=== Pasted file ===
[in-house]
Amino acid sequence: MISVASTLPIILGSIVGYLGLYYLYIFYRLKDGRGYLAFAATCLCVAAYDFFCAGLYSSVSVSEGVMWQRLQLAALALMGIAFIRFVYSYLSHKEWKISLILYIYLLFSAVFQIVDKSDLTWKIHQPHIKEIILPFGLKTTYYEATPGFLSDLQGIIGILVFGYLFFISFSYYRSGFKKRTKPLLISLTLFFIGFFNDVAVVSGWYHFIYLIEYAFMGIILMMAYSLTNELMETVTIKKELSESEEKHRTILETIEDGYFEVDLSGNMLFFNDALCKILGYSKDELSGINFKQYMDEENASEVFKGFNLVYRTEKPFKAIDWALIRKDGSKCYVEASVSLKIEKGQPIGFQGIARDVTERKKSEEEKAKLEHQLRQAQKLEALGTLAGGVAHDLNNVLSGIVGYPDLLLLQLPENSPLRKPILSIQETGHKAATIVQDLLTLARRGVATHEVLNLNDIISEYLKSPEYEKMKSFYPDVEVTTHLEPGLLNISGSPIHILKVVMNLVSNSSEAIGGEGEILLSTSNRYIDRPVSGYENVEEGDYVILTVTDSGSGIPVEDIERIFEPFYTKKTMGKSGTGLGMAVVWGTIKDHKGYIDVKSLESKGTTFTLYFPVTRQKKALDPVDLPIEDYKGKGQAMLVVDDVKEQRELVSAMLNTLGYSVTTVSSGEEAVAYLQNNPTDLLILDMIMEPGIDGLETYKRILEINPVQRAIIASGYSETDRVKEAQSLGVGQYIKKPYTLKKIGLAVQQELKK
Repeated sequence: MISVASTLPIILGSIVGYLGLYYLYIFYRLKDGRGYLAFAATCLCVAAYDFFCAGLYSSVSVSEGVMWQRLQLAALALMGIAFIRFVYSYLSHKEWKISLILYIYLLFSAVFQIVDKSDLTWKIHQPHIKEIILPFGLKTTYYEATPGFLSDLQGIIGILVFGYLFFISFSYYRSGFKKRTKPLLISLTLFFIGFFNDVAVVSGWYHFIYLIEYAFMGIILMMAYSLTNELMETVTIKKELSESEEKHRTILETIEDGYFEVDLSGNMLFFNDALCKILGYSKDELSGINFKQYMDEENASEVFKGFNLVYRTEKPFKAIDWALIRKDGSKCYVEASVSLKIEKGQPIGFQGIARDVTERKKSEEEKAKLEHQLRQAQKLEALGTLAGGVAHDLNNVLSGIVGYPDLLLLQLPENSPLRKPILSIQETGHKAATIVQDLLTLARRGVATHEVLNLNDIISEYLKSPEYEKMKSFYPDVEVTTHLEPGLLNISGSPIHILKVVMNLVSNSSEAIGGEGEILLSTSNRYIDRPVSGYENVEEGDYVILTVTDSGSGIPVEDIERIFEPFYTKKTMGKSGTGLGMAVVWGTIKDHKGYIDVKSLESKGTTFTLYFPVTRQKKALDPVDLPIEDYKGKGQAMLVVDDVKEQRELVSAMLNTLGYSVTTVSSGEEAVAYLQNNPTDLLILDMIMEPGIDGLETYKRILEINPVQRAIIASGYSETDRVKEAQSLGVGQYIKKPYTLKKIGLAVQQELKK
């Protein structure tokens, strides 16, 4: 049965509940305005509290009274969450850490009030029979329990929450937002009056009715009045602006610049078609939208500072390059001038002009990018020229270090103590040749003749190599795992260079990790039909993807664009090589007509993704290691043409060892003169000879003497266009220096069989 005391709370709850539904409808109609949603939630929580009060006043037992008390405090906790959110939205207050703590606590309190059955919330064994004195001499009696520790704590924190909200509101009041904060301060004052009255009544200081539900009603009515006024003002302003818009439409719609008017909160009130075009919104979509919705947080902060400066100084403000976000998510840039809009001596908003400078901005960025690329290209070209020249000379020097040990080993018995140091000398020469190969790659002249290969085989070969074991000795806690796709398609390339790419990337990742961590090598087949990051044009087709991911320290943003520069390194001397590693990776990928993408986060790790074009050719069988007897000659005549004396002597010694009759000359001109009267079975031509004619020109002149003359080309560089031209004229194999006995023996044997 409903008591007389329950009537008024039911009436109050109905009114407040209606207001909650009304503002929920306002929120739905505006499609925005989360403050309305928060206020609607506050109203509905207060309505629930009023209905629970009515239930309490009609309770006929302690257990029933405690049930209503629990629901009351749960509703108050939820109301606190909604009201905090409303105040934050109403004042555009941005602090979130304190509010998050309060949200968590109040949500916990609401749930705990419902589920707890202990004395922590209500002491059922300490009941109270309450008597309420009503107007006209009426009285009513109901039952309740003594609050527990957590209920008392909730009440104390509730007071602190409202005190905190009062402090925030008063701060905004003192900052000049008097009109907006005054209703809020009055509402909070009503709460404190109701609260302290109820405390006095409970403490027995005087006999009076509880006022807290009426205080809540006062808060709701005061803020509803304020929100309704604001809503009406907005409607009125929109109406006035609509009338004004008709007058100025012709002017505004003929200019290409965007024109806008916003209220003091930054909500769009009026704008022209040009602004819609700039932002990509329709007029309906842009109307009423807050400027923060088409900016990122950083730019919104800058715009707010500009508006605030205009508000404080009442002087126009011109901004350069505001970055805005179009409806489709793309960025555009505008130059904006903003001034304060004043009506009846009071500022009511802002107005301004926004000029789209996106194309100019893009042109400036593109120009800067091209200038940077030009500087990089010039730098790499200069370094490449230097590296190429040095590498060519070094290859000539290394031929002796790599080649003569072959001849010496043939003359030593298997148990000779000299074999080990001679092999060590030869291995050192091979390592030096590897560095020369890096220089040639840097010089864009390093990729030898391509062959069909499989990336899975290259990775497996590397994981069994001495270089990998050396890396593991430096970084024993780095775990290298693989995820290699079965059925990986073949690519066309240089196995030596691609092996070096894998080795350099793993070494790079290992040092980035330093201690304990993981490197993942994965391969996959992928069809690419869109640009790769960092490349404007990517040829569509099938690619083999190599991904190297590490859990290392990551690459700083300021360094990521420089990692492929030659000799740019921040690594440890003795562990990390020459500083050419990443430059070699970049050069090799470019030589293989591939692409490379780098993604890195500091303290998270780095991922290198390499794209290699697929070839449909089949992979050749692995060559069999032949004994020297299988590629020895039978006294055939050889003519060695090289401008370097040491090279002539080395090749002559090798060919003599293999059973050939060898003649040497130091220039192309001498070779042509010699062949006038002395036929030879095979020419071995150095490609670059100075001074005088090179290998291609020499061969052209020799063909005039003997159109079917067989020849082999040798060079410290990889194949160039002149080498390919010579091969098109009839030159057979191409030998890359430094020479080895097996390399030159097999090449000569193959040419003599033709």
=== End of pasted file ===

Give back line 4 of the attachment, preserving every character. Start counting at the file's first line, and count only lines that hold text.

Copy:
């Protein structure tokens, strides 16, 4: 049965509940305005509290009274969450850490009030029979329990929450937002009056009715009045602006610049078609939208500072390059001038002009990018020229270090103590040749003749190599795992260079990790039909993807664009090589007509993704290691043409060892003169000879003497266009220096069989 005391709370709850539904409808109609949603939630929580009060006043037992008390405090906790959110939205207050703590606590309190059955919330064994004195001499009696520790704590924190909200509101009041904060301060004052009255009544200081539900009603009515006024003002302003818009439409719609008017909160009130075009919104979509919705947080902060400066100084403000976000998510840039809009001596908003400078901005960025690329290209070209020249000379020097040990080993018995140091000398020469190969790659002249290969085989070969074991000795806690796709398609390339790419990337990742961590090598087949990051044009087709991911320290943003520069390194001397590693990776990928993408986060790790074009050719069988007897000659005549004396002597010694009759000359001109009267079975031509004619020109002149003359080309560089031209004229194999006995023996044997 409903008591007389329950009537008024039911009436109050109905009114407040209606207001909650009304503002929920306002929120739905505006499609925005989360403050309305928060206020609607506050109203509905207060309505629930009023209905629970009515239930309490009609309770006929302690257990029933405690049930209503629990629901009351749960509703108050939820109301606190909604009201905090409303105040934050109403004042555009941005602090979130304190509010998050309060949200968590109040949500916990609401749930705990419902589920707890202990004395922590209500002491059922300490009941109270309450008597309420009503107007006209009426009285009513109901039952309740003594609050527990957590209920008392909730009440104390509730007071602190409202005190905190009062402090925030008063701060905004003192900052000049008097009109907006005054209703809020009055509402909070009503709460404190109701609260302290109820405390006095409970403490027995005087006999009076509880006022807290009426205080809540006062808060709701005061803020509803304020929100309704604001809503009406907005409607009125929109109406006035609509009338004004008709007058100025012709002017505004003929200019290409965007024109806008916003209220003091930054909500769009009026704008022209040009602004819609700039932002990509329709007029309906842009109307009423807050400027923060088409900016990122950083730019919104800058715009707010500009508006605030205009508000404080009442002087126009011109901004350069505001970055805005179009409806489709793309960025555009505008130059904006903003001034304060004043009506009846009071500022009511802002107005301004926004000029789209996106194309100019893009042109400036593109120009800067091209200038940077030009500087990089010039730098790499200069370094490449230097590296190429040095590498060519070094290859000539290394031929002796790599080649003569072959001849010496043939003359030593298997148990000779000299074999080990001679092999060590030869291995050192091979390592030096590897560095020369890096220089040639840097010089864009390093990729030898391509062959069909499989990336899975290259990775497996590397994981069994001495270089990998050396890396593991430096970084024993780095775990290298693989995820290699079965059925990986073949690519066309240089196995030596691609092996070096894998080795350099793993070494790079290992040092980035330093201690304990993981490197993942994965391969996959992928069809690419869109640009790769960092490349404007990517040829569509099938690619083999190599991904190297590490859990290392990551690459700083300021360094990521420089990692492929030659000799740019921040690594440890003795562990990390020459500083050419990443430059070699970049050069090799470019030589293989591939692409490379780098993604890195500091303290998270780095991922290198390499794209290699697929070839449909089949992979050749692995060559069999032949004994020297299988590629020895039978006294055939050889003519060695090289401008370097040491090279002539080395090749002559090798060919003599293999059973050939060898003649040497130091220039192309001498070779042509010699062949006038002395036929030879095979020419071995150095490609670059100075001074005088090179290998291609020499061969052209020799063909005039003997159109079917067989020849082999040798060079410290990889194949160039002149080498390919010579091969098109009839030159057979191409030998890359430094020479080895097996390399030159097999090449000569193959040419003599033709």